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12 Tips for Writing Covered Calls

Learn how to make the most of the options you write

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#4 – Diversify Your Portfolio

The wise covered option writer will always have a good range of common stocks in his portfolio. This diversity greatly diminishes risk.

If you have only one position and the stock dives downward in price, your performance will suffer, as you would not be able to write options fast enough to protect the total downside risk.

To smooth out the peaks and troughs of the stocks that are being held in your portfolio, attempt to hold at least four positions in different industries — this number has been academically proven to provide good diversity.

#5 – Favor Low-Price Stocks

Low-priced stocks, such as $10, $15 or $20 a share, tend to have higher premiums per the value of that stock as compared to stocks that are selling for around $100 or more per share.

Commissions are another area in which the writer of low-price stocks has an advantage. If you use your funds to purchase 1,000 shares of ABC at $10, rather than 100 shares of XYZ at $100, you can reduce the commission costs of writing options because you now can work with 10 options, rather than one.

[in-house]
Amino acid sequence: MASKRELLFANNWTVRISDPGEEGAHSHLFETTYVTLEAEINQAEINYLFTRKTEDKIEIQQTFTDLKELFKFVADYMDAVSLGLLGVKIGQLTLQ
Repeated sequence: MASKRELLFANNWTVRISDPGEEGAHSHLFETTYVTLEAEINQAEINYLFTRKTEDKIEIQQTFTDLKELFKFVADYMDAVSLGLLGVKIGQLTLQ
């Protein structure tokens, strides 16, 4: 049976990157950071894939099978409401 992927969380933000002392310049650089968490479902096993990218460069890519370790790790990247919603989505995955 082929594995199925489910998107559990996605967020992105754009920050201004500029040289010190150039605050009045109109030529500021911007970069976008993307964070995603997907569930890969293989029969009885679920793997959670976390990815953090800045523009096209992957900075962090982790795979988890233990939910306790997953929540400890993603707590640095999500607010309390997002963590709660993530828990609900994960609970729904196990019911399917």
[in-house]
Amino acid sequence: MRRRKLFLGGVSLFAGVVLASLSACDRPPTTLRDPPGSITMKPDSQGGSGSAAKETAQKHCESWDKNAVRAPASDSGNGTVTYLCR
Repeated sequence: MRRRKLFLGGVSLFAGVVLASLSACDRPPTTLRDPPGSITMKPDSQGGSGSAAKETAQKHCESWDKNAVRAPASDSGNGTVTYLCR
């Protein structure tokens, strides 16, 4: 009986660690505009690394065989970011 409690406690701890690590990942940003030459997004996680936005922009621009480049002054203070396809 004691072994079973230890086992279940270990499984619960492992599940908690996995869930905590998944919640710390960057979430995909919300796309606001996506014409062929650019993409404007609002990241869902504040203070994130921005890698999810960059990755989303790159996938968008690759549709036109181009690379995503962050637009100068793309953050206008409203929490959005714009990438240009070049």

#6 – Buy Stocks on Margin

When you begin writing options, set aside a sum that you will use to purchase the common stock that you will be writing options against. If you are aggressive, you should attempt to get the maximum leverage from your investment. If you have $20,000 to invest in covered option writing, you should be purchasing as much stock as you possibly can with that money, even if you have to buy stock on margin (borrow money from the brokerage firm to buy stock).

The going interest rate for borrowing money to buy stock currently runs 3% to 8%. But by following the guidelines I have provided, you will generate better than 10% returns from writing options, making marginal stock profitable. Thus, the option writer will buy as much stock, or merchandise, as he can on margin.

#7 – Cash in Your Account

Another great advantage of covered option writing is that when you write options, you receive the premium from that option back immediately in the form of cash, which goes directly into your account, and can help to finance the purchase of more stocks.

As you continue to generate more and more premium from writing covered calls, this premium should be used to reinvest and obtain more and more stock, and at the same time, make more margin available to purchase additional stock. By holding a philosophy of expansion, you will obtain an attractive return on your investments and see your portfolio grow rapidly.

Article printed from InvestorPlace Media,

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